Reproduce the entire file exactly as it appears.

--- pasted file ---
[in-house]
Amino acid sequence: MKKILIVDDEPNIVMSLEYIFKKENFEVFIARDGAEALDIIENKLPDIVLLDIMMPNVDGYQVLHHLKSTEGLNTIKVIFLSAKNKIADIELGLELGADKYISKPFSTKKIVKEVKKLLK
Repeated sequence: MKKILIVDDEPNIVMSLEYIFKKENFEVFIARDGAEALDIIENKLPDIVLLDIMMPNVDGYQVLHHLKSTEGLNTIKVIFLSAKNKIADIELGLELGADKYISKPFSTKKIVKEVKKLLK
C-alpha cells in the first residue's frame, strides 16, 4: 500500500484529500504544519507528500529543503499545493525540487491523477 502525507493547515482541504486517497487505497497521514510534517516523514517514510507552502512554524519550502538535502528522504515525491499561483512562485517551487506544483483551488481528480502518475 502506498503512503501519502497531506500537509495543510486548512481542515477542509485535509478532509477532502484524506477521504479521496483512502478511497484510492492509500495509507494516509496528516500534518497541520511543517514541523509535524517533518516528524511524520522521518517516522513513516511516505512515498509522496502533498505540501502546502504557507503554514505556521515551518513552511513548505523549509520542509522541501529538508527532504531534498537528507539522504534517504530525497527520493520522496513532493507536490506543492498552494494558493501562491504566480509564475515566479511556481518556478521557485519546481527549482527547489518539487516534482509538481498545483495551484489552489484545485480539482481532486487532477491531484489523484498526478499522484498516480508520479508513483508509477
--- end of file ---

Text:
[in-house]
Amino acid sequence: MKKILIVDDEPNIVMSLEYIFKKENFEVFIARDGAEALDIIENKLPDIVLLDIMMPNVDGYQVLHHLKSTEGLNTIKVIFLSAKNKIADIELGLELGADKYISKPFSTKKIVKEVKKLLK
Repeated sequence: MKKILIVDDEPNIVMSLEYIFKKENFEVFIARDGAEALDIIENKLPDIVLLDIMMPNVDGYQVLHHLKSTEGLNTIKVIFLSAKNKIADIELGLELGADKYISKPFSTKKIVKEVKKLLK
C-alpha cells in the first residue's frame, strides 16, 4: 500500500484529500504544519507528500529543503499545493525540487491523477 502525507493547515482541504486517497487505497497521514510534517516523514517514510507552502512554524519550502538535502528522504515525491499561483512562485517551487506544483483551488481528480502518475 502506498503512503501519502497531506500537509495543510486548512481542515477542509485535509478532509477532502484524506477521504479521496483512502478511497484510492492509500495509507494516509496528516500534518497541520511543517514541523509535524517533518516528524511524520522521518517516522513513516511516505512515498509522496502533498505540501502546502504557507503554514505556521515551518513552511513548505523549509520542509522541501529538508527532504531534498537528507539522504534517504530525497527520493520522496513532493507536490506543492498552494494558493501562491504566480509564475515566479511556481518556478521557485519546481527549482527547489518539487516534482509538481498545483495551484489552489484545485480539482481532486487532477491531484489523484498526478499522484498516480508520479508513483508509477